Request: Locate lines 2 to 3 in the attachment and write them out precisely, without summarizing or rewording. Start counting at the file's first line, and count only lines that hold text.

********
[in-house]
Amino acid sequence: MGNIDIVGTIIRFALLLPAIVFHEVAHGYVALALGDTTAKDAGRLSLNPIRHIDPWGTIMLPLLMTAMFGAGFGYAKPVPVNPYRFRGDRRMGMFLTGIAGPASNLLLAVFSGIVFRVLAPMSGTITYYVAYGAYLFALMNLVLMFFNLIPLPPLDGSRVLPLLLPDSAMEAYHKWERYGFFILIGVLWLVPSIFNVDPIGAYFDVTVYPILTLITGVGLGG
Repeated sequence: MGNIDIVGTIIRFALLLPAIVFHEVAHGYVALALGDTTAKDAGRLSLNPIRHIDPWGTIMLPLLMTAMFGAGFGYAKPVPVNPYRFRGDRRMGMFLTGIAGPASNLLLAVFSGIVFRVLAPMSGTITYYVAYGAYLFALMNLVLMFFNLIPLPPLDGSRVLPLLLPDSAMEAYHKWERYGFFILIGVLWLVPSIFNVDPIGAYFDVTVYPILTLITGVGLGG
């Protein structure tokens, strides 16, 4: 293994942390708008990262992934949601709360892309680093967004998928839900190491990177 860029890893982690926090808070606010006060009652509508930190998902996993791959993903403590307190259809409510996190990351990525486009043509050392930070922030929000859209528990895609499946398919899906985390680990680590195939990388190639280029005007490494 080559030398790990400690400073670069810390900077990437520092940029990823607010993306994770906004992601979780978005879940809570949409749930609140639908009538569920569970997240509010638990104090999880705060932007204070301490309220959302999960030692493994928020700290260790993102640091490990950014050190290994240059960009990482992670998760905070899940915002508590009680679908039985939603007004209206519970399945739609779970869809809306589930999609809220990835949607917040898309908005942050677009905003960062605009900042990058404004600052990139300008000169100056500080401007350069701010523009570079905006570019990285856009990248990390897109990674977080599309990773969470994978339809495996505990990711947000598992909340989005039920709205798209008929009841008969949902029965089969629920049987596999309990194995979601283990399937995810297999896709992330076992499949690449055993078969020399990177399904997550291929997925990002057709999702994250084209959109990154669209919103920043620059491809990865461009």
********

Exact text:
Amino acid sequence: MGNIDIVGTIIRFALLLPAIVFHEVAHGYVALALGDTTAKDAGRLSLNPIRHIDPWGTIMLPLLMTAMFGAGFGYAKPVPVNPYRFRGDRRMGMFLTGIAGPASNLLLAVFSGIVFRVLAPMSGTITYYVAYGAYLFALMNLVLMFFNLIPLPPLDGSRVLPLLLPDSAMEAYHKWERYGFFILIGVLWLVPSIFNVDPIGAYFDVTVYPILTLITGVGLGG
Repeated sequence: MGNIDIVGTIIRFALLLPAIVFHEVAHGYVALALGDTTAKDAGRLSLNPIRHIDPWGTIMLPLLMTAMFGAGFGYAKPVPVNPYRFRGDRRMGMFLTGIAGPASNLLLAVFSGIVFRVLAPMSGTITYYVAYGAYLFALMNLVLMFFNLIPLPPLDGSRVLPLLLPDSAMEAYHKWERYGFFILIGVLWLVPSIFNVDPIGAYFDVTVYPILTLITGVGLGG